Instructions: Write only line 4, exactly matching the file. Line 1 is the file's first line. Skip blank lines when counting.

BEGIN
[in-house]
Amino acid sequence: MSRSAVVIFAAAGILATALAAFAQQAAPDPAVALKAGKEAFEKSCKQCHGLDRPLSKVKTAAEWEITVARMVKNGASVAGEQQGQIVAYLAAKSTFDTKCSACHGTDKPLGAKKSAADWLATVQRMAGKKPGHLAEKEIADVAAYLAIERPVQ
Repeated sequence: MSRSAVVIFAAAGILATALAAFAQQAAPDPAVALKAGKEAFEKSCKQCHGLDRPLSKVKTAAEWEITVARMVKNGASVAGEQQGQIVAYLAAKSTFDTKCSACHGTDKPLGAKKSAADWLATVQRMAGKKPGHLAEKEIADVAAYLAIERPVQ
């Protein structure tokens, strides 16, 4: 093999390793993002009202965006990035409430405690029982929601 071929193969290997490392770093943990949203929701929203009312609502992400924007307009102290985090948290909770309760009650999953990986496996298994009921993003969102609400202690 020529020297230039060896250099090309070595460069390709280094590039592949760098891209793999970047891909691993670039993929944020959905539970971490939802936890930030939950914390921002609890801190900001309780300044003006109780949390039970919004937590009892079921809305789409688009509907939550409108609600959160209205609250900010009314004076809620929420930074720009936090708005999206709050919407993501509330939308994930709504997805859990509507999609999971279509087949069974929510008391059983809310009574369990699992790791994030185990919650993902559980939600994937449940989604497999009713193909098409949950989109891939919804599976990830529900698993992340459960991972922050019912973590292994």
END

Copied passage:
């Protein structure tokens, strides 16, 4: 093999390793993002009202965006990035409430405690029982929601 071929193969290997490392770093943990949203929701929203009312609502992400924007307009102290985090948290909770309760009650999953990986496996298994009921993003969102609400202690 020529020297230039060896250099090309070595460069390709280094590039592949760098891209793999970047891909691993670039993929944020959905539970971490939802936890930030939950914390921002609890801190900001309780300044003006109780949390039970919004937590009892079921809305789409688009509907939550409108609600959160209205609250900010009314004076809620929420930074720009936090708005999206709050919407993501509330939308994930709504997805859990509507999609999971279509087949069974929510008391059983809310009574369990699992790791994030185990919650993902559980939600994937449940989604497999009713193909098409949950989109891939919804599976990830529900698993992340459960991972922050019912973590292994």